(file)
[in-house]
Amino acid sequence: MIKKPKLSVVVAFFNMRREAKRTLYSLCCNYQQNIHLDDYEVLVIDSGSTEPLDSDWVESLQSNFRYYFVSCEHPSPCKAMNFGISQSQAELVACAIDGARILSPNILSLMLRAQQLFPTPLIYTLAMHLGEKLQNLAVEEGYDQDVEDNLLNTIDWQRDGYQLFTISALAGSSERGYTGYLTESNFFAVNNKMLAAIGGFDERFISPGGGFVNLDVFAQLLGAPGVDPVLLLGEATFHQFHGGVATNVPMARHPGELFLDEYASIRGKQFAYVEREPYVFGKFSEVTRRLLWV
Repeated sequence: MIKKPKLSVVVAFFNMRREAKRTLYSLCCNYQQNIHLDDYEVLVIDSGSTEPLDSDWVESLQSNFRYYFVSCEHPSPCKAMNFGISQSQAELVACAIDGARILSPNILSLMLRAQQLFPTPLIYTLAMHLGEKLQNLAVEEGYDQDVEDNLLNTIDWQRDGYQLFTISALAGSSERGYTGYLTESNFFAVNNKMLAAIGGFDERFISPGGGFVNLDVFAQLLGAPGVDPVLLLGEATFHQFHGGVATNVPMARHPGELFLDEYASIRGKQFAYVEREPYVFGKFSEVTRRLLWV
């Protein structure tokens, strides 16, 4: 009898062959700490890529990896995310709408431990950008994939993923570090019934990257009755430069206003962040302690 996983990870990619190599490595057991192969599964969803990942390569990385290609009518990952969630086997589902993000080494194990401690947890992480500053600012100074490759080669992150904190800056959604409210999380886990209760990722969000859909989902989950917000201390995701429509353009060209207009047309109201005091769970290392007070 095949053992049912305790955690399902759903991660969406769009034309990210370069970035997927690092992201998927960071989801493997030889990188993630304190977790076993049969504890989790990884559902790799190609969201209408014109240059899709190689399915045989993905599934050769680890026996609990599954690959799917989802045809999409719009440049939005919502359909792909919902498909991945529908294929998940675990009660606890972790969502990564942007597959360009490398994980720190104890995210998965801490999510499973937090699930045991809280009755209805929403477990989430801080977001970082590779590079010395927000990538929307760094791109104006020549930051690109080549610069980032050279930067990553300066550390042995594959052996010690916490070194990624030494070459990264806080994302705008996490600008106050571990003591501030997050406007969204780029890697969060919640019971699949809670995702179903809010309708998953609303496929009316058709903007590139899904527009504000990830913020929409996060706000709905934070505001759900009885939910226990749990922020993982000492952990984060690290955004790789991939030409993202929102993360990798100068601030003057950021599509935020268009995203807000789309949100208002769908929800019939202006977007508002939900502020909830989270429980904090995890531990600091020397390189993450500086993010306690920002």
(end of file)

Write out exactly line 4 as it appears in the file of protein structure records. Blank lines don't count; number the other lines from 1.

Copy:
């Protein structure tokens, strides 16, 4: 009898062959700490890529990896995310709408431990950008994939993923570090019934990257009755430069206003962040302690 996983990870990619190599490595057991192969599964969803990942390569990385290609009518990952969630086997589902993000080494194990401690947890992480500053600012100074490759080669992150904190800056959604409210999380886990209760990722969000859909989902989950917000201390995701429509353009060209207009047309109201005091769970290392007070 095949053992049912305790955690399902759903991660969406769009034309990210370069970035997927690092992201998927960071989801493997030889990188993630304190977790076993049969504890989790990884559902790799190609969201209408014109240059899709190689399915045989993905599934050769680890026996609990599954690959799917989802045809999409719009440049939005919502359909792909919902498909991945529908294929998940675990009660606890972790969502990564942007597959360009490398994980720190104890995210998965801490999510499973937090699930045991809280009755209805929403477990989430801080977001970082590779590079010395927000990538929307760094791109104006020549930051690109080549610069980032050279930067990553300066550390042995594959052996010690916490070194990624030494070459990264806080994302705008996490600008106050571990003591501030997050406007969204780029890697969060919640019971699949809670995702179903809010309708998953609303496929009316058709903007590139899904527009504000990830913020929409996060706000709905934070505001759900009885939910226990749990922020993982000492952990984060690290955004790789991939030409993202929102993360990798100068601030003057950021599509935020268009995203807000789309949100208002769908929800019939202006977007508002939900502020909830989270429980904090995890531990600091020397390189993450500086993010306690920002």